Jacksonville officials are listening to four presentations today from developers who want to build cultivation centers for medical marijuana in the city.
Jacksonville Regional Economic Development Corporation President Terry Denison says three of the developers are from the Chicago area, while the other is from Springfield. Denison says the “final four” are whittled down from an original list of eight interested parties that contacted the JREDC last month.
He says the job benefit to West Central Illinois would be noticeable.
“It would be anywhere from 30 to 50 to, even possibly, we’re hearing as much as 100 new jobs. They will be good-paying jobs,” says Denison.
“It’ll be in a very highly-secure facility. It will look just like any manufacturing plant. All the medical marijuana will be grown inside under camera surveillance and a highly-secure area.”
Denison says Jacksonville is competing with Taylorville, Lincoln and Springfield for the right to host the single cultivation center allowed in the local Illinois State Police district.
“Just like every economic development project, it’s competitive, and not only is it competitive within our community, but it’s competitive all over the state of Illinois,” he says.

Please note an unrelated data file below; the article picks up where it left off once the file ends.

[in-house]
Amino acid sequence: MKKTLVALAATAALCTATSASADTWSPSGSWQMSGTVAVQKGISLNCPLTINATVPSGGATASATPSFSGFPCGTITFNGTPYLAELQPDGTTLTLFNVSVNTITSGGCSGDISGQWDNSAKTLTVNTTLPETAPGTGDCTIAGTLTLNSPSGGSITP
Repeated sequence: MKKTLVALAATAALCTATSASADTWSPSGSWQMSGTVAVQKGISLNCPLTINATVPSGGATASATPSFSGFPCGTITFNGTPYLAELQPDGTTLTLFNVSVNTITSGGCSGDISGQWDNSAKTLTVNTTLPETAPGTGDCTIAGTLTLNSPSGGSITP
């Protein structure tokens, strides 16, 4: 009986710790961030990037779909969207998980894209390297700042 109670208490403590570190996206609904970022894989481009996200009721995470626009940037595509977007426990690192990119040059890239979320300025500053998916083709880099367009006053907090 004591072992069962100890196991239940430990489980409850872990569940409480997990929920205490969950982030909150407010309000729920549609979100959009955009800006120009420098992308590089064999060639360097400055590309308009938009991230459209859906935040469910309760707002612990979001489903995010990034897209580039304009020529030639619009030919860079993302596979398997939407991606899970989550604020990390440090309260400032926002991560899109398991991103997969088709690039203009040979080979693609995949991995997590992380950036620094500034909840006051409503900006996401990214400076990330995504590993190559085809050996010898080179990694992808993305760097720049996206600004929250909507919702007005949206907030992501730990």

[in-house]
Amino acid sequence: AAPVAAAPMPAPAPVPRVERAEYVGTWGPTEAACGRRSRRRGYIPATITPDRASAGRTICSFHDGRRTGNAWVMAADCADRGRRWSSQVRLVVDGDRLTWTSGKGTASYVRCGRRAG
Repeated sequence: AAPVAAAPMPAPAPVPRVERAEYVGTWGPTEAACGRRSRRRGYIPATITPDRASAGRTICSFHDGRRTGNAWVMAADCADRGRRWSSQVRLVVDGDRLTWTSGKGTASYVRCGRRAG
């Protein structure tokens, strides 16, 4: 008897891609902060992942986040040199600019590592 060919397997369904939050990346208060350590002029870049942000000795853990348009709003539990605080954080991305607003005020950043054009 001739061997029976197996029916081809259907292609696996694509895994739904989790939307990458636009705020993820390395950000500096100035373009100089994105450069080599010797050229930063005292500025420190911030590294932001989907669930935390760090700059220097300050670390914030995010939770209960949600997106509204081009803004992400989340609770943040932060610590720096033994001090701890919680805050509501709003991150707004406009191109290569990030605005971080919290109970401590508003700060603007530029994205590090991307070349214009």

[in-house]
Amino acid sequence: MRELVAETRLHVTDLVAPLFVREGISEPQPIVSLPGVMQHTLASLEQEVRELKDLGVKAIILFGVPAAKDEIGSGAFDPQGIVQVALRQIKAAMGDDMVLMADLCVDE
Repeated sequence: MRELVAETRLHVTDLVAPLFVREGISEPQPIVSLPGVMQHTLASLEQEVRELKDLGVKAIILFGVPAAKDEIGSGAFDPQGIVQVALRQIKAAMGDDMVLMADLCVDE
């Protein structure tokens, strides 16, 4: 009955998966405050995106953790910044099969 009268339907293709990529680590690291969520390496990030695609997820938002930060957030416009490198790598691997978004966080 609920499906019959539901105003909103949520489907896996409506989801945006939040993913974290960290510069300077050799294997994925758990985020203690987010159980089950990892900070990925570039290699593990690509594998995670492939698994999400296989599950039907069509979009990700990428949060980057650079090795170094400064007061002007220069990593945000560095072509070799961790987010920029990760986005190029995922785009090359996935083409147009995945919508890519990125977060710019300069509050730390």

“I’m hearing through the grapevine, believe it or not, that there could be as many as 400 to 500 applications going in to the Illinois Department of Ag for these cultivation centers, and if that’s true, it’s going to take quite a while before a final decisions is made on who gets a license in each of these districts,” continues Denison.
Denison also notes that there is interest in bringing a cultivation center to Winchester, which although part of the JREDC territory is part of a different police district. He adds that two other developers want a cultivation center in South Jacksonville and Murrayville.
There are 21 Illinois State Police districts.
Any cultivation center that comes to Jacksonville would not be allowed to be within 25-hundred feet of zoned residential areas, churches, schools or day care.
Denison says starting September 8th, all serious developers have to submit applications to the state agriculture department. There is no deadline on when a developer will be selected. A $25-hundred application fee is required.
Denison adds that the ag department is finalizing a list of “bonus points” that will help officials choose a successful candidate. The list encourages outreach programs and other ways potential developers can benefit the community.